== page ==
One of the biggest debates among credit card customers is whether cashback cards are better than ones that earn points and miles instead. For Team Cashback, the appeals are the transparent exchange rate, ease of use, and practicality. On the other hand, Team Points and Miles enjoy finding ways to turn their single point into up to 10¢ in value (as opposed to the standard 1¢) and further take advantage of specials offered by travel transfer partners. And we won’t even mention the wave of crypto cards hitting the market!
So which path is better? Honestly, that’s up to you. Personally, my wife and I run a hybrid set-up that’s partially cashback and partially points. On that note, if you do end up going the point route, be sure to research potential redemption rates. For example, while you may be able to score good deals by transferring Amex Membership Rewards points out to travel partners, cashing them in for statement credits will yield you a paltry 0.6¢ per point — whereas Chase’s Ultimate Rewards cash out at 1¢ each, offering you a better floor is you don’t want to bother transferring them out. If that sentence alone made your head hurt, then perhaps sticking to cashback is better for now.
For as much as I like my hybrid setup, diversification can actually be a downside when it comes to credit card rewards. That’s because some cards may have minimum redemption amounts that can be hard to reach if you’re using so many cards. Similarly, while point currencies such as those from Amex and Chase do have some overlapping transfer partners, what happens if you want to book a flight that’s only featured on one and you don’t have enough points in that account to cover it? To avoid these situations, it may be better to pick one card “ecosystem” or currency and stick with it — or at least have a solid plan for each.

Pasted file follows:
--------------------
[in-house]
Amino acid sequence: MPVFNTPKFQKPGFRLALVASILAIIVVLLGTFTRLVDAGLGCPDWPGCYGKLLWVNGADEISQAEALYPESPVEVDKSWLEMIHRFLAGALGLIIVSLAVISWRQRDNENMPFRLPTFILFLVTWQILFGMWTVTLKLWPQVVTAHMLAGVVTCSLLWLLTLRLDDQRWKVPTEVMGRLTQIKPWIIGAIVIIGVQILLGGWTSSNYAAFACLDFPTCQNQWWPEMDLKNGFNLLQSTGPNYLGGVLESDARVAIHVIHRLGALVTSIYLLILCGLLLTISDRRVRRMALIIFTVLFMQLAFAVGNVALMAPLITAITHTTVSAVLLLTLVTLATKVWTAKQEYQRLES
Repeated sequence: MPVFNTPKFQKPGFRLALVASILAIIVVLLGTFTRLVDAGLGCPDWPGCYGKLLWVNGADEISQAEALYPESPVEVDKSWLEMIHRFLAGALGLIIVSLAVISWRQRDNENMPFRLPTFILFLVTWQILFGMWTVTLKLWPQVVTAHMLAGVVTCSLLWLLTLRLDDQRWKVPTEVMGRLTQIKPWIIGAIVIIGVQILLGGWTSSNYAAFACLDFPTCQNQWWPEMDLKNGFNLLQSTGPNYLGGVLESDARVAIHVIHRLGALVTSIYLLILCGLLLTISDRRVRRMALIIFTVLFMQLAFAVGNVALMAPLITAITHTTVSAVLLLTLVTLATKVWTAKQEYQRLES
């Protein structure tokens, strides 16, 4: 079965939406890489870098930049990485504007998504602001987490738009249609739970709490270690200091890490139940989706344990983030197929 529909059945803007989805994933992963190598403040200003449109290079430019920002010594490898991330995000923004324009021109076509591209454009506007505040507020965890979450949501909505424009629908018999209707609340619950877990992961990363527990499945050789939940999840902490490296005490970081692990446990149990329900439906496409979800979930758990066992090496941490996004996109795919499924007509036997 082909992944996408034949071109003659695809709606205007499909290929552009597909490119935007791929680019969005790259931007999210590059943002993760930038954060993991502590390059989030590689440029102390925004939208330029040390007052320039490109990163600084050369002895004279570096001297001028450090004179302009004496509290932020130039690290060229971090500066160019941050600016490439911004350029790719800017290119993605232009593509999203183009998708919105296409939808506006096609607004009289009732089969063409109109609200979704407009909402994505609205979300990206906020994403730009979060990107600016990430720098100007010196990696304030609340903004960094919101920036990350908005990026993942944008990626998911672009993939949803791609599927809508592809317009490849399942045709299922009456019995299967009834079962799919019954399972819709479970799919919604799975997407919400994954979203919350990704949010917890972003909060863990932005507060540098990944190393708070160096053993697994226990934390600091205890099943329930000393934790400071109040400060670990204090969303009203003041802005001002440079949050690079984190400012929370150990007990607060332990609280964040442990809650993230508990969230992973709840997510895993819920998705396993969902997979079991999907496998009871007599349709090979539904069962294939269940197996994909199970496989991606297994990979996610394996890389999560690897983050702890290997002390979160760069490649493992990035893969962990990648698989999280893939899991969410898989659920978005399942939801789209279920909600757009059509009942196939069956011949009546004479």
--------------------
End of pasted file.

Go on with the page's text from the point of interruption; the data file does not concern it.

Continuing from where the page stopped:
No, not 0.20833333333. In this case, 5/24 refers to Chase’s unofficial rule that reportedly auto denies card applicants if they’ve added more than five credit cards to their wallet within the past 24 months — regardless of which issuer these cards came from. Of course, while 5/24 may be the most famous (or infamous) example of banks looking to crack down on card gamers, there are other examples of issuers being a bit pickier when it comes to applications. Thus, even if you have stellar credit, be aware that these restrictions might prevent you from getting the card you want — so choose carefully.
Last but definitely not least, let’s talk a bit more about annual fees. If you’re like the old version of me, the idea of paying for a credit card may seem silly on its face. Yet, as I’ve come to learn, there are cards that make these upfront expenses worth it. Nevertheless, since these fees are typically paid on your first statement, you might not have a chance to experience all of the benefits of a card before shelling out for it. Plus, even if you are getting positive value from multiple annual fee cards, paying out of pocket for all of them can be challenging. Therefore, while annual fee cards can be powerful in your wallet, just be mindful of your total annual expense and perhaps try your best to stagger your renewal dates.
Final Thoughts On Building Your Ideal Credit Card Mix
When used responsibly — including paying off your full balance each month — rewards credit cards can provide value to you. Whether it’s cashback that can directly be used to offset your purchases or points/miles that can be redeemed for free travel, rewards can definitely be beneficial. Furthermore, by building a card portfolio that covers all of your bases, you’ll be able to maximize these perks for an even bigger return. That said, there are plenty of considerations to make along the way. But, by taking it slow, and doing your research, you can build a rewards card portfolio that fits your needs and keeps you rolling in cashback (or points).